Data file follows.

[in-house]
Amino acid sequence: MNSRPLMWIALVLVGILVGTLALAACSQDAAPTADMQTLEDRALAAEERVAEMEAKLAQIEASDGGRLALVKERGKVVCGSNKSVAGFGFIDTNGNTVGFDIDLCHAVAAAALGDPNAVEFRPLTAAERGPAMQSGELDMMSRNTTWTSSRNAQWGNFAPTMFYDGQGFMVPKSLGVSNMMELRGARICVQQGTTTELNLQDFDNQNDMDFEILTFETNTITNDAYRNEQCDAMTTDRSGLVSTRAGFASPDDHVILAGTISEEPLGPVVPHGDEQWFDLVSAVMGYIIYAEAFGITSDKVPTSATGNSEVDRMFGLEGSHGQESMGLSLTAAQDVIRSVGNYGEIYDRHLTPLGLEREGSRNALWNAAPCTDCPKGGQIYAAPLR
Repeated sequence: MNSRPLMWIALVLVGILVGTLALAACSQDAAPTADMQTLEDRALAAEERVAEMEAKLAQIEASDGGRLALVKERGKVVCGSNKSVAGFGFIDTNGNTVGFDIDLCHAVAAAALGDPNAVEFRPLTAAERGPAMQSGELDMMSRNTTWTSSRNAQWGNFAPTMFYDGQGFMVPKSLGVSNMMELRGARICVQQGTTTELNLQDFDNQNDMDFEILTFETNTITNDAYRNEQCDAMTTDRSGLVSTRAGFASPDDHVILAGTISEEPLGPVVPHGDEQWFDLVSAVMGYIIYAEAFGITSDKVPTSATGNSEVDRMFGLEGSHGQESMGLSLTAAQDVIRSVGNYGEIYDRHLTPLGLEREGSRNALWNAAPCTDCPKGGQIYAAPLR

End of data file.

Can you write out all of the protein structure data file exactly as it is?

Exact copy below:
[in-house]
Amino acid sequence: MNSRPLMWIALVLVGILVGTLALAACSQDAAPTADMQTLEDRALAAEERVAEMEAKLAQIEASDGGRLALVKERGKVVCGSNKSVAGFGFIDTNGNTVGFDIDLCHAVAAAALGDPNAVEFRPLTAAERGPAMQSGELDMMSRNTTWTSSRNAQWGNFAPTMFYDGQGFMVPKSLGVSNMMELRGARICVQQGTTTELNLQDFDNQNDMDFEILTFETNTITNDAYRNEQCDAMTTDRSGLVSTRAGFASPDDHVILAGTISEEPLGPVVPHGDEQWFDLVSAVMGYIIYAEAFGITSDKVPTSATGNSEVDRMFGLEGSHGQESMGLSLTAAQDVIRSVGNYGEIYDRHLTPLGLEREGSRNALWNAAPCTDCPKGGQIYAAPLR
Repeated sequence: MNSRPLMWIALVLVGILVGTLALAACSQDAAPTADMQTLEDRALAAEERVAEMEAKLAQIEASDGGRLALVKERGKVVCGSNKSVAGFGFIDTNGNTVGFDIDLCHAVAAAALGDPNAVEFRPLTAAERGPAMQSGELDMMSRNTTWTSSRNAQWGNFAPTMFYDGQGFMVPKSLGVSNMMELRGARICVQQGTTTELNLQDFDNQNDMDFEILTFETNTITNDAYRNEQCDAMTTDRSGLVSTRAGFASPDDHVILAGTISEEPLGPVVPHGDEQWFDLVSAVMGYIIYAEAFGITSDKVPTSATGNSEVDRMFGLEGSHGQESMGLSLTAAQDVIRSVGNYGEIYDRHLTPLGLEREGSRNALWNAAPCTDCPKGGQIYAAPLR